action which is in itself success, Lawrence had taken the girths and
stirrups from the saddles, the martingales and bridles, all of which he
had buckled and knotted together into the cable that saved my life.
While Tom was repairing all damages, I grew strong enough to sit up, but
my habit was so wet and heavy that it seemed impossible for me to walk.
A slight lunch had been prepared for us which Tom had brought with him.
Lawrence found a bottle of champagne in the basket, and poured out a
brimming cup which he entreated me to drink while the sparkles were
rising. I drank eagerly, again and again, till the slight chills that
had begun to creep over me were broken up, and a glow of strength
enabled me to rise.

"'Now,' said Lawrence, 'that you have some color in those cheeks, and
the deathly look is gone, let us mount and away. It will be a miracle if
you are not ill from this shock.'

"I arose and prepared to go, but faltered, and found the weight of my
skirt oppressive. Lawrence threw one arm around my waist, and almost
carried me to the horse. For one moment he folded me close in his arms
before lifting me to the saddle, and whispered,--

"'Forgive me, that I led you into this danger.'

"I could not answer. The man who had saved my life, at a terrible risk
to his own, asked me to forgive him. Did he guess that it was worship,
not forgiveness, that I felt.

"We rode home at a gallop. Exercise drove the chills from my frame, and
a strange excitement took possession of me. When I reached home, my
cheeks were on fire. It was not fever, but a sensation stranger and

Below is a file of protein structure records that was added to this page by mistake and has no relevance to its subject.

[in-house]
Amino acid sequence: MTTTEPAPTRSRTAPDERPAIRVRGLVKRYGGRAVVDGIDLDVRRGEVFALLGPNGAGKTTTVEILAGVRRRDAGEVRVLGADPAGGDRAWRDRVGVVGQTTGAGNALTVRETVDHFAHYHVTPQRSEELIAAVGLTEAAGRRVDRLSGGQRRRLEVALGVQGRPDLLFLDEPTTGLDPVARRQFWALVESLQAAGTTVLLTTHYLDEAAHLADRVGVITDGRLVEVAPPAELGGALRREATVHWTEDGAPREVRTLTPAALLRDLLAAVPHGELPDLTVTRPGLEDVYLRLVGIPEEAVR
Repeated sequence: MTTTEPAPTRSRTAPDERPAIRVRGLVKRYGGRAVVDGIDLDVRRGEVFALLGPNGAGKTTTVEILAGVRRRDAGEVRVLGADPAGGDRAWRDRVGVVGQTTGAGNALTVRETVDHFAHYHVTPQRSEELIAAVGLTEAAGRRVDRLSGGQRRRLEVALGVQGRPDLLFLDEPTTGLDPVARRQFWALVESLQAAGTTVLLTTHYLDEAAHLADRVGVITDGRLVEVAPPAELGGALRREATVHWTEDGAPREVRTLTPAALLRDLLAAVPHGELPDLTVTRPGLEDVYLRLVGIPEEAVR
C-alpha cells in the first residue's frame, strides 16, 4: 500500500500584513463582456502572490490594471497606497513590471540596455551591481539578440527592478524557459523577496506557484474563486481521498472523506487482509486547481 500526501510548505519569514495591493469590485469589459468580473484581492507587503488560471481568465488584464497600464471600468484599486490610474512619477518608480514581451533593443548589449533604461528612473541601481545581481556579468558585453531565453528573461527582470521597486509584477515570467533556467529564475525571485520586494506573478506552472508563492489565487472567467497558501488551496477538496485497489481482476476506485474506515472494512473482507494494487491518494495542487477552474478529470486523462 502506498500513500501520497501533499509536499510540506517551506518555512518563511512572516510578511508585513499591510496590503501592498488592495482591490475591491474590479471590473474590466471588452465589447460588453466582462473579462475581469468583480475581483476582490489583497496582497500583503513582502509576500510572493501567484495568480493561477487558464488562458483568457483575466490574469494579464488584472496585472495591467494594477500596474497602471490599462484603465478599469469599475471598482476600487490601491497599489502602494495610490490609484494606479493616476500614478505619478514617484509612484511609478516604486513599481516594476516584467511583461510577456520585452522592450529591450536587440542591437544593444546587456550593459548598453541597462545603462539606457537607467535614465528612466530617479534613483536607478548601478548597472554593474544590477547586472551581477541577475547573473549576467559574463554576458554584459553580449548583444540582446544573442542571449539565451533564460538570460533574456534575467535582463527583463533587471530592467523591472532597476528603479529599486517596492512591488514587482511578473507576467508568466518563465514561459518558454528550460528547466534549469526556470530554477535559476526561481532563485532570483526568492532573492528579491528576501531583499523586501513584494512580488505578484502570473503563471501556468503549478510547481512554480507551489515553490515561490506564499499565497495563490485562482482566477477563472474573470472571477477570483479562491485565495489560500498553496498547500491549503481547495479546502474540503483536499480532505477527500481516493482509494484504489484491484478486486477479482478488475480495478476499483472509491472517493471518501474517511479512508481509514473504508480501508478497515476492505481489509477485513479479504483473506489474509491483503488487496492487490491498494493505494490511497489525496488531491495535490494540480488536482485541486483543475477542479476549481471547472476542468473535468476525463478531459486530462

wilder than I had ever felt before. Instead of returning home, I would
have given the world to turn my horse and flee to the uttermost parts of
the earth, where no one but the man who had saved me could ever know of
my existence.

"Still, the horse was bearing me forward at the top of his speed, and no
one attempted to check him or turn him aside. In the madness of my
folly, I almost hoped to see Lawrence seize the bridle, and swerve his
course away from the home I was beginning to hate."



CHAPTER LXIX.

THE THREATENED DEPARTURE.


"We reached home. The groom had ridden on in advance, to have dry
clothes prepared for me; but it was of little use, for my habit had
gradually lost its dampness, and I was feverish rather than chilly. Mr.
Dennison came forth to meet us, his face full of alarm, his walk
unsteady as if fright had shaken him. The old man lifted me from my
saddle, and held me fondly in his arms, kissing my lips and forehead
with passionate thankfulness before he set me down. Drops like rain fell
upon my face, and I knew that the stout old man was weeping, though I
had never seen tears in his eyes before.

"'My darling--my own beautiful wife,' he said, in the abandonment of his
gratitude, 'what should I have done without you?'

"Mr. Dennison spoke so earnestly, that Lawrence must have heard him; but
he was busy about the horses, and seemed quite unconscious of the
tenderness which disturbed me so.

"'Thank God! you have not suffered as I feared,' continued my husband,
encircling me with his arm, and almost carrying me into the house. 'Your
cheeks are flushed, your eyes bright. Oh! my poor darling, I expected to